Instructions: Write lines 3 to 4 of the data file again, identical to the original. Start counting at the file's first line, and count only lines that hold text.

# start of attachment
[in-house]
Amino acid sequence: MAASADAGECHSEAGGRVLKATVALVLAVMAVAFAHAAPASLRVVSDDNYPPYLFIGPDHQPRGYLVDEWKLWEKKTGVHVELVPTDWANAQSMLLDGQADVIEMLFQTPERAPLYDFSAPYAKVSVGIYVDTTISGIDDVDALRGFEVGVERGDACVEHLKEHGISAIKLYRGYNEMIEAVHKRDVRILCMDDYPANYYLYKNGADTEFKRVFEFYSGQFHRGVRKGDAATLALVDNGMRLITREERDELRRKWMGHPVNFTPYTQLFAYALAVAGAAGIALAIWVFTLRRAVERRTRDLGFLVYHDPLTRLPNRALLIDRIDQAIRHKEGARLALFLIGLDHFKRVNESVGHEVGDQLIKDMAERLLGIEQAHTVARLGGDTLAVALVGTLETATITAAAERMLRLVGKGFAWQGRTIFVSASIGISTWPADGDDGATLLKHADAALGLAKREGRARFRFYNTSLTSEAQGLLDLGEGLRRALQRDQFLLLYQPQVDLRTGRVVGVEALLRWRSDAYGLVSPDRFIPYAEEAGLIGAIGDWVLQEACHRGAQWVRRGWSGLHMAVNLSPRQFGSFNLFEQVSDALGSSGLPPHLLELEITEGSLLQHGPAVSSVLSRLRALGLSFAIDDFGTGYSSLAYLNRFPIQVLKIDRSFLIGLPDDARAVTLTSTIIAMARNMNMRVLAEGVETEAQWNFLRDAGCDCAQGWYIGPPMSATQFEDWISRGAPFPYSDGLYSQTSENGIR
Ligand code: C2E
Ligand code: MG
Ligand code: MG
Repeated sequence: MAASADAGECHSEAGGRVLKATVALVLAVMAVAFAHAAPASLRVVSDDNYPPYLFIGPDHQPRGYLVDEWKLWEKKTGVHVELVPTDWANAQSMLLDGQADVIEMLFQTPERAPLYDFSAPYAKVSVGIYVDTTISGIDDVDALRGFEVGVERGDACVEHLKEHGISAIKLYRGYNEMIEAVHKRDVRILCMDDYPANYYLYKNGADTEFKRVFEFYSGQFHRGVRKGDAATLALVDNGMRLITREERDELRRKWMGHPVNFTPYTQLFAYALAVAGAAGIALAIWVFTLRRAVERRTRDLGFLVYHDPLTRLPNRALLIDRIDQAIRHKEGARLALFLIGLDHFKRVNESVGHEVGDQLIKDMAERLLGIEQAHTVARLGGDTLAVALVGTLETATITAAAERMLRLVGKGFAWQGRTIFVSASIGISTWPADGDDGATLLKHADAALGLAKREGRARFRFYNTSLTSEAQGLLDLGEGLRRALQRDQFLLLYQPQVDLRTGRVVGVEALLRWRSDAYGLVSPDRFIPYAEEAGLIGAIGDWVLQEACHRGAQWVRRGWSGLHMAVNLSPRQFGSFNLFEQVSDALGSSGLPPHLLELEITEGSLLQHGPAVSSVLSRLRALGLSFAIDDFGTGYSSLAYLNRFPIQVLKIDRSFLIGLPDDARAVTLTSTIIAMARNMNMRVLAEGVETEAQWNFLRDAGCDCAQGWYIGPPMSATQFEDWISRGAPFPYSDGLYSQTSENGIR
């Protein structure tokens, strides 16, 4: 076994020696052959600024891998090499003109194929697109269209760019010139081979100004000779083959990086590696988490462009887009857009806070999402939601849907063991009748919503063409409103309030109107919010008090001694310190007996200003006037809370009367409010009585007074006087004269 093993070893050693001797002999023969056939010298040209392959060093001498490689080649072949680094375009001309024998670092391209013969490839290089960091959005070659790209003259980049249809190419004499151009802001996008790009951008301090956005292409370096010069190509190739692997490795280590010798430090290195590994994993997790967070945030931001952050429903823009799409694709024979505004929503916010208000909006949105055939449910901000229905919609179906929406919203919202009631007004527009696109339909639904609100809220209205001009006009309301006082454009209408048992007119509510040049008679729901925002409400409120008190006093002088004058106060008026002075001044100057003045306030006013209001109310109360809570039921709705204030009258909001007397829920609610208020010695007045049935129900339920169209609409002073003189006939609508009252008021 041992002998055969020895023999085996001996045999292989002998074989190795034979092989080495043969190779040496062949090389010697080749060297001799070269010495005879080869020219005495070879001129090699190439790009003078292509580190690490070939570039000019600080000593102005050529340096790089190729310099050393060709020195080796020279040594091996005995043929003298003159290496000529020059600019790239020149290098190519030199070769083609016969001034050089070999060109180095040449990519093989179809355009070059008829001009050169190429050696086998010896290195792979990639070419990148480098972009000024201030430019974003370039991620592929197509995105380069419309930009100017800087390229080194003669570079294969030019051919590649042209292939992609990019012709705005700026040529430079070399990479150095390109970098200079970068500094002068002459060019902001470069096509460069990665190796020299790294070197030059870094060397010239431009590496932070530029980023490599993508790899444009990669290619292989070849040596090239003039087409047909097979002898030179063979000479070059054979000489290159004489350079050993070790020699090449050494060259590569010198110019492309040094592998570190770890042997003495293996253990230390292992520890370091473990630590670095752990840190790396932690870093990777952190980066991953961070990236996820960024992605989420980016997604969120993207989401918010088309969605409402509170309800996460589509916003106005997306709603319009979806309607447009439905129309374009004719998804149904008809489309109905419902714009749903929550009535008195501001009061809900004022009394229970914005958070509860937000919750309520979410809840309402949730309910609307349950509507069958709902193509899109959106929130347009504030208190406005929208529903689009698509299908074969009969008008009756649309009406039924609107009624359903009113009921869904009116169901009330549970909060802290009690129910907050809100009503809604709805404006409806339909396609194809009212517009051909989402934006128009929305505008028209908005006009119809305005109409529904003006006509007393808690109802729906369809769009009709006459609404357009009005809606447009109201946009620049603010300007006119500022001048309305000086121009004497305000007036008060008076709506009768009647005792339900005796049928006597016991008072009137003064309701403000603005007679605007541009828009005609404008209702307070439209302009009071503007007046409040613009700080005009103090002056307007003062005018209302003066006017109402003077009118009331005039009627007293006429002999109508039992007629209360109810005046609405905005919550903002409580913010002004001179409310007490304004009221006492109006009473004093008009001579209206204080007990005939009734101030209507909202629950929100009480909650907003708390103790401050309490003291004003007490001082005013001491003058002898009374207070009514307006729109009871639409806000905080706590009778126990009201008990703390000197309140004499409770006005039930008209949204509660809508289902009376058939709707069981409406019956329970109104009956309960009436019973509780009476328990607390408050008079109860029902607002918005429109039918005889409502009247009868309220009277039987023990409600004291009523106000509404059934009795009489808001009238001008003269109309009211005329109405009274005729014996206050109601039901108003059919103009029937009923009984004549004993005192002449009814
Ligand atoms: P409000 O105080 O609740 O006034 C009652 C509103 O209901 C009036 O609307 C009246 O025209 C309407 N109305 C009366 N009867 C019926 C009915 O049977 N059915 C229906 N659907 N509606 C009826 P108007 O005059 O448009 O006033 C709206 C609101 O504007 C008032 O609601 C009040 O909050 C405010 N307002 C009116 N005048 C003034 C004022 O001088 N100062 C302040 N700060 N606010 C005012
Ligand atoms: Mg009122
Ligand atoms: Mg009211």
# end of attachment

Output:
Ligand code: C2E
Ligand code: MG